Milena Smit, left, and Penélope Cruz and in “Parallel Mothers” (2021). IMDb photo

I’m definitely not one of the many fans of the internationally acclaimed Spanish writer director Pedro Almodovar. Remember here, that I’m a film “reviewer” not “critic,” even though I can get cranky.

I’ve only seen two of Almodovar’s films, because of his two favorite actors, Penelope Cruz and Antonio Banderas. I would watch laxative commercials that framed those two.

Still, as a favor to one of his local fans, I just watched a screening of Almodovar’s latest film, “Parallel Mothers,” that is being hailed by some as his best. I leave it to you fans to judge.

The story: Penelope Cruz, lovely and gifted as always, plays Janis, a renowned photographer for high-style Spanish magazines, shooting famous people and things, shoes, purses etc.

Janis is also a political activist and mingles with the very best people in Spain, where the ghosts of Franco and his fascist Spanish Civil War atrocities still smolder.

This piece of sordid Spanish history will float on the edges, and open up at the end, like a neglected blister on what is at its core, the story of women.

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This is Almodovar’s cinematic “paella,” where you will be expected to sit up straight and pay attention, and keep a list of the ingredients that he keeps dropping in.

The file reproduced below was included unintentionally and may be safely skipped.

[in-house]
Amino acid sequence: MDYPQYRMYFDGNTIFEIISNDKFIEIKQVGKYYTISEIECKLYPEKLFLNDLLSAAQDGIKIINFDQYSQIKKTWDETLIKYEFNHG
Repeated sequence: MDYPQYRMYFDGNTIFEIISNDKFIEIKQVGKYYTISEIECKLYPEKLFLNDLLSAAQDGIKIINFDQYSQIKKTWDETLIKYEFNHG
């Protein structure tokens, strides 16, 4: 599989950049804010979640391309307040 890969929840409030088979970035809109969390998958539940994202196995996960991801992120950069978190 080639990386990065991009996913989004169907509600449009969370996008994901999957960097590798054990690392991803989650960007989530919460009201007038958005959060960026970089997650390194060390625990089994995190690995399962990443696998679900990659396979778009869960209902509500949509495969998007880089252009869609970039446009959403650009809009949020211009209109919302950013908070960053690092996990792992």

The star is Penelope as “Janis” (She’s named after Janis Joplin.) We meet the 39-year-old Janis in the maternity ward, where she is having a a baby she wasn’t expecting, from a one-night stand with married forensic archaeologist Arturo (Israel Elejalde) whose wife is dying from cancer. Can it get any worse? Yes.

Her roommate in the ward is Ana (a very good Milena Smit), a just-out-of-her-teens girl who is having a baby from an unknown father.

Janis, as the more mature of the two, comforts Ana, and in the course of the film’s twists and jerks, grows closer.

We watch Pedro’s “paella” as it cooks, simmers and boils on, acquiring more ingredients in plot twists and turns, and jumps back and forth in both of the two women’s families.

Almodovar clearly loves his women and offers three strong characters that pop in and out: Rossy de Palma (“Rainbow,” as Janis’s booking agent), Aitana Sanchez-Gijon (Janis’ mother) and Ana, (Milena Smit).

The final scenes shot on abandoned fields, where archaeologist Arturo and his crew dig up Janis’ great-great grandfather and his slain comrades is jarring and feels like something from another film. This reviewer prefers cold beer to sangria, and the Coen Brothers instead of Almodovar, so decide for yourself.

“Parallel Mothers” opens Jan. 28 at Waterville’s Railroad Square Cinema.

J.P. Devine of Waterville is a former stage and screen actor.

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